[SOLVED] Does having a 3pin AIO pump connected to CPU_OPT get full voltage if the CPU_FAN is 4 pin PWM?

thepcgamer099

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Hi, I have a 4pin PWM noctua F12 as a radiator fan in the CPU_FAN header and the corsair H60 AIO (3 pin) pump in the CPU_OPT headerm my motherboard is asus z87-pro. My CPU_FAN RPM is controlled by the CPU temps detected on my motherboard (using Fan Xpert). Does the pump AIO receive full voltage reaching max RPM in the CPU_OPT header as it is only 3 pin and therefore cannot be controlled like the 4 pin? I am hoping this is the case, as I want my AIO pump to running at max RPM. The reason I am asking is because I have read that the CPU_OPT is essentially a slave header to the CPU_FAN and receives the same voltage or control that the CPU_FAN receives but I was unsure if this was the case with cpu_fan being 4 pin pwm and cpu_opt being 3 pin.
What is the sort of RPM I should be seeing for a H60 AIO pump, FanXpert says the pump RPM is running at around 4300RPM, is this the right sort of value for an AIO pump at max?
As you can probably tell, I do not know much about this topic but I am hoping to learn more for better control of the fans in my system. Any help is appreciated, many thanks, Tom.
 

Paperdoc

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Yes. Do not worry.

Actually, you can't go wrong here as long as the CPU_OPT header IS using the new PWM Mode suited to 4-pin PWM fans. The PUMP is wired just like an older 3-pin fan. When you plug one of those into a 4-pin header that IS using the new PWM Mode for control, that 3-pin fan (or pump) will ALWAYS receive a full +12 VDC power supply from Pin #2 and always run full speed. Most AIO system pumps are desinged to run that way.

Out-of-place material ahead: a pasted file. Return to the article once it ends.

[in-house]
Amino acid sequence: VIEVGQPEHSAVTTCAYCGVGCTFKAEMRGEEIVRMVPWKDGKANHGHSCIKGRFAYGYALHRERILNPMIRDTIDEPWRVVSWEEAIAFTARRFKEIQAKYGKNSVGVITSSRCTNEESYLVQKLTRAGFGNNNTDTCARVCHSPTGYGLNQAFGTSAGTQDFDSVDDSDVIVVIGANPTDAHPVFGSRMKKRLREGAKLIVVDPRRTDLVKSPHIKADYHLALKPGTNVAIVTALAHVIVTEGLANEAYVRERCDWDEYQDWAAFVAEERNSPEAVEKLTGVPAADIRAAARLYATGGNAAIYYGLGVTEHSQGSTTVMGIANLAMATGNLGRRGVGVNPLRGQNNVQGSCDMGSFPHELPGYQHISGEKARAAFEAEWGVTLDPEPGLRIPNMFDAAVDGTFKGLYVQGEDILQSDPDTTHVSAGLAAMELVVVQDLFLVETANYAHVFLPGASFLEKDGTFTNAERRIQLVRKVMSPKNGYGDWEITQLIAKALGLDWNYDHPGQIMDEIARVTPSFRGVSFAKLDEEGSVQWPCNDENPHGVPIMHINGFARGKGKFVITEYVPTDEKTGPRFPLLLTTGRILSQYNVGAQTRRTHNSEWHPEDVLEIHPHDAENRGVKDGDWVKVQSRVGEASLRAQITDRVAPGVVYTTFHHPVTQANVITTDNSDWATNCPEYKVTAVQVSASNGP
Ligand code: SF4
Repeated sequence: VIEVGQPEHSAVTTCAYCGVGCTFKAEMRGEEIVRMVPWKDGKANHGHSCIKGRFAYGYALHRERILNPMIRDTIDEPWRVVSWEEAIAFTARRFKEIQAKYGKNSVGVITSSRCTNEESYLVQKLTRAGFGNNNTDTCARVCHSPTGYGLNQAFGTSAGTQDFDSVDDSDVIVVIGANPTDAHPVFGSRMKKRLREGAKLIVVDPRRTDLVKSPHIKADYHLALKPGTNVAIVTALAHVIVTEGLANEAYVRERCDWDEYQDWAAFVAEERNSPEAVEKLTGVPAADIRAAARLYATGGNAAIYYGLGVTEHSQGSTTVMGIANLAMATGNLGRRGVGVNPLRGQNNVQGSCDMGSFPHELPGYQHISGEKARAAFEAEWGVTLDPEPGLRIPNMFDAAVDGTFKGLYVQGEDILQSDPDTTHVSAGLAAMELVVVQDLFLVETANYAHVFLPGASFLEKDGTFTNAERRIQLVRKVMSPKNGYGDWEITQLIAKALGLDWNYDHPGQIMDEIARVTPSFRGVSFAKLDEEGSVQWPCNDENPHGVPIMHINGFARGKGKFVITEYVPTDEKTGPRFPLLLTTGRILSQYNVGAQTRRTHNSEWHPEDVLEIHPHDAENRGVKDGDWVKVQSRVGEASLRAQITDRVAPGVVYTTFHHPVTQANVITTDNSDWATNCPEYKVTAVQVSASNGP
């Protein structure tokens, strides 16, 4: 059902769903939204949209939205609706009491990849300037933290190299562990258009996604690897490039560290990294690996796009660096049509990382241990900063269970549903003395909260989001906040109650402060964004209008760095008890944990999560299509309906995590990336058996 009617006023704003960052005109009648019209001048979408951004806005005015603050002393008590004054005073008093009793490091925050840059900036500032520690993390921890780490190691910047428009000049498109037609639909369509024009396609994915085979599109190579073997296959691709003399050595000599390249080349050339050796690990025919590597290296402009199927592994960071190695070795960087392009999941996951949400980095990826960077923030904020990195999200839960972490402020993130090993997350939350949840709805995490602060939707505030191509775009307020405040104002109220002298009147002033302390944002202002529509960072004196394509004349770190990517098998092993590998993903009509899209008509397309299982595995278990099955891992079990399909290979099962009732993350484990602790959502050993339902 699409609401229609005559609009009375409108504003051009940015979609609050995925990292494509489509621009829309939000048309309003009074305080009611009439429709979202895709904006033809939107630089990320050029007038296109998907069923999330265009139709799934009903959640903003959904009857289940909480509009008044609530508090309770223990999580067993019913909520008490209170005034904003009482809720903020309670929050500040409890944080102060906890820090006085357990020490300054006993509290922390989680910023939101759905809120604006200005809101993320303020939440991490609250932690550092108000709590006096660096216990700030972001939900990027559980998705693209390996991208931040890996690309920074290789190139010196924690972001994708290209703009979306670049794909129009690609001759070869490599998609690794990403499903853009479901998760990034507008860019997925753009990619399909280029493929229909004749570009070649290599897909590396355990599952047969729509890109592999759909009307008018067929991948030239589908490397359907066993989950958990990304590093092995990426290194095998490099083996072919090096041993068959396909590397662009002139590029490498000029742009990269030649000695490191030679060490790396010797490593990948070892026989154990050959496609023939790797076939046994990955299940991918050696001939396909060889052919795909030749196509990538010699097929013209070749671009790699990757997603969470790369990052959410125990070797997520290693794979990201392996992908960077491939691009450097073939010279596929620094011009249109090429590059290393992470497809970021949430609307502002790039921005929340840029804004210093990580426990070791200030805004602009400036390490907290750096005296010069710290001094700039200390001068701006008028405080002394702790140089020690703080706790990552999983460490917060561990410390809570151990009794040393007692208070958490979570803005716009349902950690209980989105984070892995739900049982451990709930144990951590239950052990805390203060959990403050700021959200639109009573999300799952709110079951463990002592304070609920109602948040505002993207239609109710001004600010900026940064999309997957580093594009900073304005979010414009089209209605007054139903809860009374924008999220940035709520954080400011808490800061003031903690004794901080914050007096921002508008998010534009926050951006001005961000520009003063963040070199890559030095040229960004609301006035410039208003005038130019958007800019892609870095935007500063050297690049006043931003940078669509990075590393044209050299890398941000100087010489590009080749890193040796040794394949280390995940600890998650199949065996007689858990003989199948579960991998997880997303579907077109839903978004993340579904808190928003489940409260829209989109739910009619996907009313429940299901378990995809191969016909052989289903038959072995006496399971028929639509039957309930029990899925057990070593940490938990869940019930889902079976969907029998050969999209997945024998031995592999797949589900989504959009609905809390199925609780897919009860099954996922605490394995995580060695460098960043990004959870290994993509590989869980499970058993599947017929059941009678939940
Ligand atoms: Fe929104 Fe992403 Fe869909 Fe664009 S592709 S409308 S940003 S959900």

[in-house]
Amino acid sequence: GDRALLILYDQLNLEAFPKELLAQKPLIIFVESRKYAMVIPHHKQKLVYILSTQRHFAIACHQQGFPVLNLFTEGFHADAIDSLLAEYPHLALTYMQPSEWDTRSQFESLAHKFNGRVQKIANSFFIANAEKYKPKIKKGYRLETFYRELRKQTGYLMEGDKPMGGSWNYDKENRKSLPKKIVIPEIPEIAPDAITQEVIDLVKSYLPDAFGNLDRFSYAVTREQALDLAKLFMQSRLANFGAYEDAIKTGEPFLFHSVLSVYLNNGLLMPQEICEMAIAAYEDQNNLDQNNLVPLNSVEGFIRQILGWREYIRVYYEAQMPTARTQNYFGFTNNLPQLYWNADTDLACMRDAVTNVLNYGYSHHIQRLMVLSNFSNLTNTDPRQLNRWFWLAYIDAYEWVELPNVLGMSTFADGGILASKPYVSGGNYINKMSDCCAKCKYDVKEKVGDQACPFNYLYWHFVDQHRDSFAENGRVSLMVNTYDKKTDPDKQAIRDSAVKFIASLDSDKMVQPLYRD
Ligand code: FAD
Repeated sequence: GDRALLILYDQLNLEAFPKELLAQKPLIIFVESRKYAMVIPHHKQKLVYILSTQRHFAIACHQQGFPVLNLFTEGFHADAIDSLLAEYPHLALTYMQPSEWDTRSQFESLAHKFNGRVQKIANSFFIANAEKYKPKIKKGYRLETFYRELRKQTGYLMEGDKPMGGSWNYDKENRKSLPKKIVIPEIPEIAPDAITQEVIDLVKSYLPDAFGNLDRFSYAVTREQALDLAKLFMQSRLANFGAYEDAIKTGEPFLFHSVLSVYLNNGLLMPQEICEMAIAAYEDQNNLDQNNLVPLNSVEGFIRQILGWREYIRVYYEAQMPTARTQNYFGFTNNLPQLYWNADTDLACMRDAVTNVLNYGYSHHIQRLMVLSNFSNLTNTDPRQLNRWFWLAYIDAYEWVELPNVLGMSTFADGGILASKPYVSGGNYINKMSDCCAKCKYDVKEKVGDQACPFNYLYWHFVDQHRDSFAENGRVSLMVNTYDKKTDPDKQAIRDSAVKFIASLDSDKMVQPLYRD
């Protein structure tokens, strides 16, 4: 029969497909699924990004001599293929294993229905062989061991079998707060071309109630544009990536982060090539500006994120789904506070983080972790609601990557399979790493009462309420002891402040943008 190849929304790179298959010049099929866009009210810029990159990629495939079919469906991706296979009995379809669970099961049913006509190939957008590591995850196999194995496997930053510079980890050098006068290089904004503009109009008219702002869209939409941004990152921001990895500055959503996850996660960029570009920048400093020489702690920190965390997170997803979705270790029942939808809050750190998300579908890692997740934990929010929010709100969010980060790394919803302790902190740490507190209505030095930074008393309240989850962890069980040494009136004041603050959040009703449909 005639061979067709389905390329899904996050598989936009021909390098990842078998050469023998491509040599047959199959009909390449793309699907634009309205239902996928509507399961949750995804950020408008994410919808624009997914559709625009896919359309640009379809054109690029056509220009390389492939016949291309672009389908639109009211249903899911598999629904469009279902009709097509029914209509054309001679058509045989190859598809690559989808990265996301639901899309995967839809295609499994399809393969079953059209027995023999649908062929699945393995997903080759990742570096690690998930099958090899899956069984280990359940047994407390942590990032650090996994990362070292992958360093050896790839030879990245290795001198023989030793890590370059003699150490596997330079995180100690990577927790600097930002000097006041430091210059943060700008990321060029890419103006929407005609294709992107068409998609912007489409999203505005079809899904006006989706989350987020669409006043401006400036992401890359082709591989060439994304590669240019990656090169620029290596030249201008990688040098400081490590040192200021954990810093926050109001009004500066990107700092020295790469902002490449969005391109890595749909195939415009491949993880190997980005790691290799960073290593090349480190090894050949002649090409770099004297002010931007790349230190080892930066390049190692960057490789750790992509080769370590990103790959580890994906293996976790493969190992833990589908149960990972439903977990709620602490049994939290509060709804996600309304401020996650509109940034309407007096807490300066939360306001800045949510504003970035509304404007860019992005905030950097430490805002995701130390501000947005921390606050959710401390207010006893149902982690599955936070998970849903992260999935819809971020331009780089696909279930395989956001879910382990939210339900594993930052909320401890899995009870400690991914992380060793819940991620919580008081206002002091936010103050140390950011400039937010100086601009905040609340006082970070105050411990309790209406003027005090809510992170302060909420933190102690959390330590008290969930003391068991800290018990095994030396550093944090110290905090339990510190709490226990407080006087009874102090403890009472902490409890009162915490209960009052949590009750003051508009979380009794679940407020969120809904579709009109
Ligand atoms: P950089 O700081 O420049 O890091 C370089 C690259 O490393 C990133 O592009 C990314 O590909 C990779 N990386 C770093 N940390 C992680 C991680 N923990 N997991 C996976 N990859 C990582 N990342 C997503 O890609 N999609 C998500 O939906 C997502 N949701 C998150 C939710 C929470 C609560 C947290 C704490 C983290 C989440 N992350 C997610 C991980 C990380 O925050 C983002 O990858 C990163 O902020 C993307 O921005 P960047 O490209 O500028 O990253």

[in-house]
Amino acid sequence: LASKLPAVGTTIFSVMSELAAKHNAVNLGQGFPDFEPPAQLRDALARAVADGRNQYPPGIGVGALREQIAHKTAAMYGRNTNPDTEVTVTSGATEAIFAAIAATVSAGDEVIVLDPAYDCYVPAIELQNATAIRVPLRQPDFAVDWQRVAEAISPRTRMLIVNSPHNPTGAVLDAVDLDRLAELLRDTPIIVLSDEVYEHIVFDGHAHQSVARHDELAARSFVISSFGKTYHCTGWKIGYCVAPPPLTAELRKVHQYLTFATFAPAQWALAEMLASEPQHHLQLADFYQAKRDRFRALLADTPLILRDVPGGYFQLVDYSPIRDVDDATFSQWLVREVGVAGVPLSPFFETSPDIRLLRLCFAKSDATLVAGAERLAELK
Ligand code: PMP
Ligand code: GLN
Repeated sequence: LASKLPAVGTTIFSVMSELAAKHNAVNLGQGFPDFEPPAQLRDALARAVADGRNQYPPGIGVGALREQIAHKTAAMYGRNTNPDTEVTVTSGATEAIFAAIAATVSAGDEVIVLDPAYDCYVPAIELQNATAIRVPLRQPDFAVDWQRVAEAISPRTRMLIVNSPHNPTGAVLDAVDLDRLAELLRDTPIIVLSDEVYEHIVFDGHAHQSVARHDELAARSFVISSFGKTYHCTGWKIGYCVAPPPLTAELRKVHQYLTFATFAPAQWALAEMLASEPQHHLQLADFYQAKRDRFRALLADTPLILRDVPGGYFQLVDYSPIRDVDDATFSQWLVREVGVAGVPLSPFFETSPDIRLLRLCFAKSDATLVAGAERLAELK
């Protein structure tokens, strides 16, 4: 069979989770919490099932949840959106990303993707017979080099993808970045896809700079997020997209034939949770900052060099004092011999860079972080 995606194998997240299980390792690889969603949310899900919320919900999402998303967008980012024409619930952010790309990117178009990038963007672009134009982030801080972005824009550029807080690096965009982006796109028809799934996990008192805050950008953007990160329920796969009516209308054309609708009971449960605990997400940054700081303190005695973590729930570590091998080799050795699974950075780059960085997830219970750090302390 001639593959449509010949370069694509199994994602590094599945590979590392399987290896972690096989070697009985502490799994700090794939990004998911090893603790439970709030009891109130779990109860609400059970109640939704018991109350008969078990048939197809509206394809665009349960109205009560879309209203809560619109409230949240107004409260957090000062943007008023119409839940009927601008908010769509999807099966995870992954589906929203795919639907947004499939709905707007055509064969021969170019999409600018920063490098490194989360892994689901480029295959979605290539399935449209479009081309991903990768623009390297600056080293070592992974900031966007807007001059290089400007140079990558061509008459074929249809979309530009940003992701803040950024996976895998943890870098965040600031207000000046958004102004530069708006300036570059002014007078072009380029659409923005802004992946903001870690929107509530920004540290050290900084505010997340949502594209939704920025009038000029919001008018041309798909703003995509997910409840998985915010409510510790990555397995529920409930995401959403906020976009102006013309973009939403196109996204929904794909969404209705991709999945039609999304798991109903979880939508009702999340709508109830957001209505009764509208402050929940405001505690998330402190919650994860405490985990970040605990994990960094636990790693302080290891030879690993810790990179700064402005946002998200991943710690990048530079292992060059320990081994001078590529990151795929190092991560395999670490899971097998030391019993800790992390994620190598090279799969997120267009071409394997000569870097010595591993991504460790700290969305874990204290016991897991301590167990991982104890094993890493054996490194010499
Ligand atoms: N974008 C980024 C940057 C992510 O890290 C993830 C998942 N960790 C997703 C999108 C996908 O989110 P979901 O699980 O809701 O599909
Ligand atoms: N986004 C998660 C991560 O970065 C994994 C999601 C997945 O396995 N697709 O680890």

Paperdoc

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Yes. Do not worry.

Actually, you can't go wrong here as long as the CPU_OPT header IS using the new PWM Mode suited to 4-pin PWM fans. The PUMP is wired just like an older 3-pin fan. When you plug one of those into a 4-pin header that IS using the new PWM Mode for control, that 3-pin fan (or pump) will ALWAYS receive a full +12 VDC power supply from Pin #2 and always run full speed. Most AIO system pumps are desinged to run that way.
 

thepcgamer099

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Yes. Do not worry.

Actually, you can't go wrong here as long as the CPU_OPT header IS using the new PWM Mode suited to 4-pin PWM fans. The PUMP is wired just like an older 3-pin fan. When you plug one of those into a 4-pin header that IS using the new PWM Mode for control, that 3-pin fan (or pump) will ALWAYS receive a full +12 VDC power supply from Pin #2 and always run full speed. Most AIO system pumps are desinged to run that way.